The topic tonight is similar to yesterday’s post. The idea came to me when I was getting lunch today and I was watching an excerpt of Mark Zuckerberg being questioned by one of the Senators. The basic gist of the question was what are you going to do to minimize the collection of user data on your platform. Think about that and all it’s implications.
As Marketers, we depend on the collection of this data to do our jobs. The consumers give us their permission to use their data for things like email campaigns, direct mail offers, digital advertising and social media advertising. Inherent in that approval is a belief that the data being provided will be protected and maintained in a safe environment, not leaked out or subject to data breaches.
How do we respond to the Senators question – what are you doing to minimize the collection of user data or data in general in our marketing efforts?
I say, we are working and will have better systems to house this information and better systems/protocols to safeguard against breaches and data leaks. The marketing industry cannot cower in the face of these events. We need to stand our ground and maintain that this information is vital to keeping businesses growing and allows new businesses to start up.
The idea here is a “Social (media) Contract”, if you excuse the bad pun. The consumer is accessing sites like FB, Instagram, Twitter and Snapchat. They are sharing details of their interests everyday. When vacation pictures are posted or you post about your new kitchen, you are providing the world and these sites with powerful advertising targeting. They are willingly sharing this information and need to be notified that it can be used for marketing purposes, unless they opt-out. And on a side note here, if you are sharing these events with the world on social media, then you shouldn’t be surprised when it gets monetized, especially on free sites.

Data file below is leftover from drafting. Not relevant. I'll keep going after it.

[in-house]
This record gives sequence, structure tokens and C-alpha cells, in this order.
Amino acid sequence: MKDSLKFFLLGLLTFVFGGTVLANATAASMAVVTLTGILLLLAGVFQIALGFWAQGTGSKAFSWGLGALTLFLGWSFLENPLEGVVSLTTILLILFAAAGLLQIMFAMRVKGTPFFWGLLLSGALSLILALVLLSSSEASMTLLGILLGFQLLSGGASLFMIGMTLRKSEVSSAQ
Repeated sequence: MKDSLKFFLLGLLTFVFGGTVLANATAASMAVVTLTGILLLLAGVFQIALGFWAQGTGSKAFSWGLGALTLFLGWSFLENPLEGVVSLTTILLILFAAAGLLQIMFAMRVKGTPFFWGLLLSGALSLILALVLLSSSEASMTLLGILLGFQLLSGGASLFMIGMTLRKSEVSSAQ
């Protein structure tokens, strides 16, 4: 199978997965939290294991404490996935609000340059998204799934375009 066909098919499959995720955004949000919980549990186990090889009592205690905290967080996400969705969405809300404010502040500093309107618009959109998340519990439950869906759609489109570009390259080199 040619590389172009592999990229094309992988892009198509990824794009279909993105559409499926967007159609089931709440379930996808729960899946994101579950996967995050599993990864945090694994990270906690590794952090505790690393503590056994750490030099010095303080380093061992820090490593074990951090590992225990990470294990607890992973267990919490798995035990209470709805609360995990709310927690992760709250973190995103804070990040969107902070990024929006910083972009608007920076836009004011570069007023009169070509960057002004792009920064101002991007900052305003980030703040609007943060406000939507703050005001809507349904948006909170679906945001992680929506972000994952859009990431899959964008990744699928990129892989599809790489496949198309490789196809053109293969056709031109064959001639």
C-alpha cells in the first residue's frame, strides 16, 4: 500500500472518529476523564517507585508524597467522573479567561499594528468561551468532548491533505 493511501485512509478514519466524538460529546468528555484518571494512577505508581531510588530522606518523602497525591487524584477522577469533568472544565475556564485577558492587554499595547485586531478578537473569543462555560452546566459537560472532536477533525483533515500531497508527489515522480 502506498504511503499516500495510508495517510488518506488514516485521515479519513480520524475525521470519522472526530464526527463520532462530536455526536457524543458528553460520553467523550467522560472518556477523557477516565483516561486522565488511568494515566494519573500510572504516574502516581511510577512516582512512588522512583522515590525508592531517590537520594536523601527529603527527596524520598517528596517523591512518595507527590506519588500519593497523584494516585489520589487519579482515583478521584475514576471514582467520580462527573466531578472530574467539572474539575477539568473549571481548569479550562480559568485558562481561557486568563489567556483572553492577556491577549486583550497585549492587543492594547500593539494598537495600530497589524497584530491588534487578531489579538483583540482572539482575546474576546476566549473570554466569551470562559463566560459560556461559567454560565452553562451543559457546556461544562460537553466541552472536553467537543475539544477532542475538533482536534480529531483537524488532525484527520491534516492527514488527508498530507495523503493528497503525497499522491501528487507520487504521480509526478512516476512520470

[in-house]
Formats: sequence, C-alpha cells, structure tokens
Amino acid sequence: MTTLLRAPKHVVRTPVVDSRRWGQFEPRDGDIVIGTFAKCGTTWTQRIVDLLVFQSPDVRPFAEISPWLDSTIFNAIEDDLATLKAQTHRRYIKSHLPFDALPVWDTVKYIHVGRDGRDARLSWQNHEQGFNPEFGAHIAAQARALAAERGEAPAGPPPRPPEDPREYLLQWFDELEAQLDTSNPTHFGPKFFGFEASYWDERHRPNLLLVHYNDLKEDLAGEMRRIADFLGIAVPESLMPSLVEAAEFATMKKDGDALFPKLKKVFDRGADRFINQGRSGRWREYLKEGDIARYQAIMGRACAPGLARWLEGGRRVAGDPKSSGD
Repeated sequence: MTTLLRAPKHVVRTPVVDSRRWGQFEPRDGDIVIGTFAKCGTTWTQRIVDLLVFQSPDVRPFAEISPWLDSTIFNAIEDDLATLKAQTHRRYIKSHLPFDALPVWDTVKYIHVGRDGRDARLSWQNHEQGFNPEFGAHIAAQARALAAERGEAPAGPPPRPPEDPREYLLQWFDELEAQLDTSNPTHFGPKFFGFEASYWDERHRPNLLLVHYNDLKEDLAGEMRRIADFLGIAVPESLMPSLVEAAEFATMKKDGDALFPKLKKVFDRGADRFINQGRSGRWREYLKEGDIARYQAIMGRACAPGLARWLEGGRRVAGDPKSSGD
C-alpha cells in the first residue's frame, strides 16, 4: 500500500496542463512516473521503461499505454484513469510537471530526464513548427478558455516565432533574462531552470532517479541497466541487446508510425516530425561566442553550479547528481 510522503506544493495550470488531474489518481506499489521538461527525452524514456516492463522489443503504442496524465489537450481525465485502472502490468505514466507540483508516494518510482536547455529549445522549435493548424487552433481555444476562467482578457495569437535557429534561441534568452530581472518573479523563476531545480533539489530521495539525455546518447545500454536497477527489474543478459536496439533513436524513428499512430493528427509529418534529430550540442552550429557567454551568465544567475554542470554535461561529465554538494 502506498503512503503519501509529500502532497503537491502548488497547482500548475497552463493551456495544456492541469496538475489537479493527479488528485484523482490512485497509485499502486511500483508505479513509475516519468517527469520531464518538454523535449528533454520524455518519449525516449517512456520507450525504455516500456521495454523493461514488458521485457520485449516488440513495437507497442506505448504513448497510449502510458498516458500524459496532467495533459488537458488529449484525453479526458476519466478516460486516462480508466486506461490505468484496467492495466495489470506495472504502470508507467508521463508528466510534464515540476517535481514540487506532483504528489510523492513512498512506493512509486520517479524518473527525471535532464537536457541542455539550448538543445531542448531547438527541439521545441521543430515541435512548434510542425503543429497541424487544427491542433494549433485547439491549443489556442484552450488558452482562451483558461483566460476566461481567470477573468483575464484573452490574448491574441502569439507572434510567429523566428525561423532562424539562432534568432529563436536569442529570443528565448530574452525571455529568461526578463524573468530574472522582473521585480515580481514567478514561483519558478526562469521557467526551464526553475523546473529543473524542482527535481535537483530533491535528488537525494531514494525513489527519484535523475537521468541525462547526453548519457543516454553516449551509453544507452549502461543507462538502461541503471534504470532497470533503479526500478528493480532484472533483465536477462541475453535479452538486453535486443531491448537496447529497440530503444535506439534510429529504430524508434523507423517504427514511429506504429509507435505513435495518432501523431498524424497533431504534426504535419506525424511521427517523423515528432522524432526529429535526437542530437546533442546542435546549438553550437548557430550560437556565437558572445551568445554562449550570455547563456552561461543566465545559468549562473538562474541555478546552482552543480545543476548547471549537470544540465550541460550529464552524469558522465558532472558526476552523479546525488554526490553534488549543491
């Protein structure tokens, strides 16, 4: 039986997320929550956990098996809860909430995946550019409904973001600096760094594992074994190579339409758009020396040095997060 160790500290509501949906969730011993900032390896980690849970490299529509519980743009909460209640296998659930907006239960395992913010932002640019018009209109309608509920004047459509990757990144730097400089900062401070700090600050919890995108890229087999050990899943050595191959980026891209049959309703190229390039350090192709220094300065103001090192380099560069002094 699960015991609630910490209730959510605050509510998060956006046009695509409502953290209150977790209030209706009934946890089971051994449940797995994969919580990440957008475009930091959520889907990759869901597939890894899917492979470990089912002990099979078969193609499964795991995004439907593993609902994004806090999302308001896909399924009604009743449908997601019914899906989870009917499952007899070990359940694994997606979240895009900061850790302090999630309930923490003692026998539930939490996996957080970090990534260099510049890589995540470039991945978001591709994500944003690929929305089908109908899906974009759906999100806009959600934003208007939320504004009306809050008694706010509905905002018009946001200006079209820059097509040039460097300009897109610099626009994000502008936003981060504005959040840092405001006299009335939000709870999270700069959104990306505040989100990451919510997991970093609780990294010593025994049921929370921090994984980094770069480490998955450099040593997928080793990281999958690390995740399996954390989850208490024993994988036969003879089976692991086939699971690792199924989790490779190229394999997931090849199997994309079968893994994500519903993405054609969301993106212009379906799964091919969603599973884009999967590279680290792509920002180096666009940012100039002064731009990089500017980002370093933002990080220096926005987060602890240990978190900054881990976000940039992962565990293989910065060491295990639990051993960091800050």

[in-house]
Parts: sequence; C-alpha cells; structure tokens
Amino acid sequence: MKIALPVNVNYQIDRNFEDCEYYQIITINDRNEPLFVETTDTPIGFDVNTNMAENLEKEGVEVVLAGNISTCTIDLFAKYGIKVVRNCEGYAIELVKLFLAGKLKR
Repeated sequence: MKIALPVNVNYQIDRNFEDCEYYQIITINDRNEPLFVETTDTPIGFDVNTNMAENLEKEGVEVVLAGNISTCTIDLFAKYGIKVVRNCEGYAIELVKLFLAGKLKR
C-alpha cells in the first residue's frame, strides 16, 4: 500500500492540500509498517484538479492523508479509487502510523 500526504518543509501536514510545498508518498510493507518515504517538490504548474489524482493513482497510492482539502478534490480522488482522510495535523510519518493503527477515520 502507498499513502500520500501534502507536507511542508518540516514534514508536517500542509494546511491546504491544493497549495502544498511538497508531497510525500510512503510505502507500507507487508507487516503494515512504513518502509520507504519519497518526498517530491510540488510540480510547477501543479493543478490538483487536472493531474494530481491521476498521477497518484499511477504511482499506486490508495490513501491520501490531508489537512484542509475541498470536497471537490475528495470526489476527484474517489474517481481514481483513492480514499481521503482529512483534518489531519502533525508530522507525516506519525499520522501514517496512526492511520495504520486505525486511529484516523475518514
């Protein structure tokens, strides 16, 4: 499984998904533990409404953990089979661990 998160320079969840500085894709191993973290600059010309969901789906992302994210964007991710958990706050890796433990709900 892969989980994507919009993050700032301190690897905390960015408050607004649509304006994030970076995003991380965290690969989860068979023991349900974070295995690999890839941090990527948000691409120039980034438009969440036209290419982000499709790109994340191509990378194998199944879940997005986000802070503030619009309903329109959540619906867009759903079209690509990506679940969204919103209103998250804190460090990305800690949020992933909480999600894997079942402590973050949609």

The sites that capture this data and the marketers that leverage it to prospect or do CRM campaigns with it need to understand the sensitivity of it. Everyone I’ve ever worked with in the marketing industry has always gone to great lengths to ensure Can-Spam Compliance in the email channel and the applicable regulations that govern direct mail and other channels. Our industry is a moral and marketing professionals act in an ethical, fiduciary manner when it comes to clients and data. These breaches are exceptions, not the norm.
So, in closing, it’s been a rough week for Facebook – but also for our industry. More regulations on data are not needed, better data housing platforms and security protocols are needed.